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163 Indians side of the affair; could understand their fierce desire to defend themselves and their lands from aggression by the domineering white race. In this way Alfriend uses captivity to redefine Spanish exploration and colonization of North America as an act of imperialist savagery against peoplenot savages. Moreover, Alfriend recontextualizes captivity by native peoples as more than simplistic acts of savagery: they are complex actions comprehensible only after one learns the events from both captive and captor's perspectives. What was simple violence becomes complex articulation. Walter D. Edmonds Drums Along the Mohawk 1940 Given the explicit nationalism in its movie version, the extensive revisionism in Walter D. Edmonds novel Drums Along the Mohawk (1940) comes as a surprise. Edmonds introduces an example of captivity which grants its female captive a reprieve from her perilous situation among the whites. In doing so, Edmonds represents an alternative to the predominant image of white female captivityone which articulates the uses of captivity by female authors as argued by critics like Castiglia and Deronian-Stodola. He also introduces an alternative to the nationalist validation that his novel, and the movie version, elsewhere offers. Given that the movie version completely eliminates this scene, we can argue that the movie attempts and succeeds at the same sort of silencing that Northwest Passage attempts. However, the novel clearly offers readers an alternative discourse here. It is not simply a dominate discourse's privileging (as Luke Short will do in Ambush below), but a carefully constructed case indicting such reductive rhetoric. To achieve this effect Edmonds introduces Nancy as a somewhat simple-minded woman, who has been seduced and abandoned by a soldier. Her mistress falls into apoplectic rages when she talks to Nancy, until Nancy can no longer stand her situation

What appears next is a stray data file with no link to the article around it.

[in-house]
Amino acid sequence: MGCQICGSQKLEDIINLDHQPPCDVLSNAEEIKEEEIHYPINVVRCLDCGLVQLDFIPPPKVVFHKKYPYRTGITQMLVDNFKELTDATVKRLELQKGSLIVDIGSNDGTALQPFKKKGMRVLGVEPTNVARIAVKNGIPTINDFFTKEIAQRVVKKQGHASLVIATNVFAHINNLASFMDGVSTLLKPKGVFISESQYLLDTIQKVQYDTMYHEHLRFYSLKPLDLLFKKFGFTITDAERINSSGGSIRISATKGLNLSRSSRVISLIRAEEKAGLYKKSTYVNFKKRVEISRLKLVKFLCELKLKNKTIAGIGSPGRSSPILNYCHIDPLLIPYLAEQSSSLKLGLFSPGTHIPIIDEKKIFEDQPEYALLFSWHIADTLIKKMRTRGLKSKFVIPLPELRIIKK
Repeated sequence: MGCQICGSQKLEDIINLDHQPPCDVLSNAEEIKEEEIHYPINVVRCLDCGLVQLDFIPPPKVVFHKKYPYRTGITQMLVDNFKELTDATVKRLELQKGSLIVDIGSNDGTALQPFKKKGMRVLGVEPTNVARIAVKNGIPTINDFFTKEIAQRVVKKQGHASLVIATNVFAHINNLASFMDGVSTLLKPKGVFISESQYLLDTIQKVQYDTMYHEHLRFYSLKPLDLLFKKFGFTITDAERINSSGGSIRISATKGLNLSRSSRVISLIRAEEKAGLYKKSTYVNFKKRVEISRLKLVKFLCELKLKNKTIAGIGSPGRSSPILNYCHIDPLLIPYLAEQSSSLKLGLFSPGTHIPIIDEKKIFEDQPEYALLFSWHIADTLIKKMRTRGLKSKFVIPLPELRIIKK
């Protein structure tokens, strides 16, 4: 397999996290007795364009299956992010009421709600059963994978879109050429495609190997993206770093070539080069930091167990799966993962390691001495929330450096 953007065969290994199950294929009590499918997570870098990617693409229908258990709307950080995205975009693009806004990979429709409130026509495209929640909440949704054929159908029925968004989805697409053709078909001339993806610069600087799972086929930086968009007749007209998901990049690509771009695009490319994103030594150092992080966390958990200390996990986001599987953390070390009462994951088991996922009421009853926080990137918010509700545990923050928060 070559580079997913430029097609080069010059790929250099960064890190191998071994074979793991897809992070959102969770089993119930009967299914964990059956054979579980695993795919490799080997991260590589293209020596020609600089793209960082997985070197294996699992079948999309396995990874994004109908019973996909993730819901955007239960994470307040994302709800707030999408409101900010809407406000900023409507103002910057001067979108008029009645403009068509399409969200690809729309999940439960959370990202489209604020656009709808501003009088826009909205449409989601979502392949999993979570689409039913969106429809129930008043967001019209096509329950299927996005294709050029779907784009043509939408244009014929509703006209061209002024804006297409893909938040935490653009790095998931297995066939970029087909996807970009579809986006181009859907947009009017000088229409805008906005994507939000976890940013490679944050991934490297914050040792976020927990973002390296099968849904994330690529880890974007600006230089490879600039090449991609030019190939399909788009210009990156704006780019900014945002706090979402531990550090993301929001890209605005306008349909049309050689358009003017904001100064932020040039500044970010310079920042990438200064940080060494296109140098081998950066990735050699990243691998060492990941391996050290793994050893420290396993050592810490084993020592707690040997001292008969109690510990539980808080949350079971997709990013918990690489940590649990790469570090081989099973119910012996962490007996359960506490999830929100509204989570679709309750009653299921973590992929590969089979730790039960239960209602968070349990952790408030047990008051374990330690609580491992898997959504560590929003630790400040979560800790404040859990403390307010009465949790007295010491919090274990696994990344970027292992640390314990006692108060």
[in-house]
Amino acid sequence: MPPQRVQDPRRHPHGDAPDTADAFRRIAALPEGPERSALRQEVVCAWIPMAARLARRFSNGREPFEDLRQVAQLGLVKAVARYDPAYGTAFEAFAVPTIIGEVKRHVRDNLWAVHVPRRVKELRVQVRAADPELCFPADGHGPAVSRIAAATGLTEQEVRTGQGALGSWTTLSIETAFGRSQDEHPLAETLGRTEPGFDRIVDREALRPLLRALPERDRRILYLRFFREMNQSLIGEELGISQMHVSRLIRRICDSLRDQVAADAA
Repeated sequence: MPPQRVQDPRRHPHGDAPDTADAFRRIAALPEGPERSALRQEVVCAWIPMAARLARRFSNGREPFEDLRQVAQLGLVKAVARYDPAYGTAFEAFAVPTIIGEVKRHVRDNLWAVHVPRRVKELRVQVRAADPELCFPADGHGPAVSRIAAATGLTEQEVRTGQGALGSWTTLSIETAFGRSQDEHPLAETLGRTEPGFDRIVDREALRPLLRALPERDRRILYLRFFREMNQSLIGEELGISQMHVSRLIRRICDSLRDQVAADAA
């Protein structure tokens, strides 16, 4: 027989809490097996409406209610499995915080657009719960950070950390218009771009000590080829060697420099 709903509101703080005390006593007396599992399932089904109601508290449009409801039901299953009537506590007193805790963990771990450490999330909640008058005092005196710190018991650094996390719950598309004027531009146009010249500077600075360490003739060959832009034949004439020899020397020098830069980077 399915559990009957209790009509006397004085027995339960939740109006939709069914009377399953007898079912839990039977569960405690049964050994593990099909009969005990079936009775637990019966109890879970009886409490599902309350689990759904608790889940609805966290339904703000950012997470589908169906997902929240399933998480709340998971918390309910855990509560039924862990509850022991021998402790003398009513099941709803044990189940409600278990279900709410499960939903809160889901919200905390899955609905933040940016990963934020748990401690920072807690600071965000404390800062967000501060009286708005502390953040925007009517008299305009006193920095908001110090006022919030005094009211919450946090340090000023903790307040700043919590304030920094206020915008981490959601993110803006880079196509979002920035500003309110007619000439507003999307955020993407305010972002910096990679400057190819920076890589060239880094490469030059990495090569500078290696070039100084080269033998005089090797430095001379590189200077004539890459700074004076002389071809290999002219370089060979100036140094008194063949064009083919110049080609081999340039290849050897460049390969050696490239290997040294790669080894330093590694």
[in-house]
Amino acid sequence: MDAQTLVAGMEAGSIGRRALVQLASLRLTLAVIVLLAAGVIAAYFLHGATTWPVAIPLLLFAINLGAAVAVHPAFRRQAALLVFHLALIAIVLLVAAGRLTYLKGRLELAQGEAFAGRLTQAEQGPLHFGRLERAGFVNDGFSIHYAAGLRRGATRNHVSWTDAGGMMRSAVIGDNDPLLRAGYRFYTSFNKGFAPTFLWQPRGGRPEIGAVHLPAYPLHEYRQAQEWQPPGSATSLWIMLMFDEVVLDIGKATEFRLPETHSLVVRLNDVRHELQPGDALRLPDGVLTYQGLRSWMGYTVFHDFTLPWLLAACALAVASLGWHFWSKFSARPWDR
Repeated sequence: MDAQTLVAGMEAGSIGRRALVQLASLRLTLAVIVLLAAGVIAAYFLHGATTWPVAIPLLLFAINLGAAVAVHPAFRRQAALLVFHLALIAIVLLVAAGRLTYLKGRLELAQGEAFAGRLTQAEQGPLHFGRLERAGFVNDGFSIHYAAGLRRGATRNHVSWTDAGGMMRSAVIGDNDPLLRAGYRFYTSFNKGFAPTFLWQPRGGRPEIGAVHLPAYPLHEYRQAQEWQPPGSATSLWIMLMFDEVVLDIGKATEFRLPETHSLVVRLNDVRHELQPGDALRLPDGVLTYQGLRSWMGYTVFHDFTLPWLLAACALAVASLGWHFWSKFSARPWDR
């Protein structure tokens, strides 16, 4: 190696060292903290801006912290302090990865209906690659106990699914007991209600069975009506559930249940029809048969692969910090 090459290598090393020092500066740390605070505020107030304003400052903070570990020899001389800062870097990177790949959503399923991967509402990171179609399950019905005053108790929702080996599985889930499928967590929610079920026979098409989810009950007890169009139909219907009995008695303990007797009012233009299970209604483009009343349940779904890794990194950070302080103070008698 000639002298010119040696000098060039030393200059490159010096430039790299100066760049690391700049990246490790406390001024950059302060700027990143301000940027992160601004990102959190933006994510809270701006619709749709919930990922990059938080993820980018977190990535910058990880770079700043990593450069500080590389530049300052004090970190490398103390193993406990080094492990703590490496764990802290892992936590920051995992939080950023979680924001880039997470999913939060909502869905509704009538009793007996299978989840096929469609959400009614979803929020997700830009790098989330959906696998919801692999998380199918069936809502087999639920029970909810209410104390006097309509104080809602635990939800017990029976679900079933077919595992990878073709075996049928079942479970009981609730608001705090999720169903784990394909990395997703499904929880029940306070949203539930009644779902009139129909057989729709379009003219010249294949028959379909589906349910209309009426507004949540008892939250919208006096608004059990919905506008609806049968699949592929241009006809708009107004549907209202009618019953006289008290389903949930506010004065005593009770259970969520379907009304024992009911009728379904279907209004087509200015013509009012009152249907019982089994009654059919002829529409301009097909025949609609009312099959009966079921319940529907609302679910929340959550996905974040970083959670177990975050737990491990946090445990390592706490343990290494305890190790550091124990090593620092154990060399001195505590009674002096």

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164 and runs away. At this point Edmonds introduces Gahota, an opportunistic Seneca warrior who first decides to kill her for the easy scalp and the bounty money it would bring, but then has him reconsider his options. He considers her strength in having traveled so far from her village: And her light long hair and her blue eyes interested him; he was different from most Indians in his own town. He liked to live solitary and had a small log house on the outskirts of Deodestoe village. He had never been markedly successful on a warpath. Two scalps and this woman prisoner might make him some reputation. If, now, he decided to marry her, it wouldnt be necessary to give presents, either. (345-46) While he considers all this, Nancy gives birth to her child. Afterwards, they head to his house, where they begin a contented family life Edmonds pointedly returns to this couple much later in the novel. Then, he represents Nancy as a contented Earth-Mother, raising a garden and family as a Seneca with Gahota. Next, he introduces an explicit declaration of Nancys happiness and her choice to remain with Gahota when he has a party of Tory Rangers, including Nancys brother and her childs father, discover their cabin. Her former lover tries to seduce her a second time, this time with promises of marriage and a return to civilization, with the final intention of dumping her into a life of prostitution at Niagara. Nancy considers her options, and then flatly tells him that she will stay married to Gahota (505). Here a woman freely and absolutely chooses the alternative of her captivity (which at this point is now romance) to the discrimination and abuse she would suffer at the hands of her original culture. Clearly, she has used captivity to realize her self and refuses the return to patriarchal domination she is being offered as a "rescue." Edmonds portrait of Nancys captivity markedly contrasts with his other instances of captivity, in which white victims suffer horrible fates (e.g. 369-72, 481-82, and 587).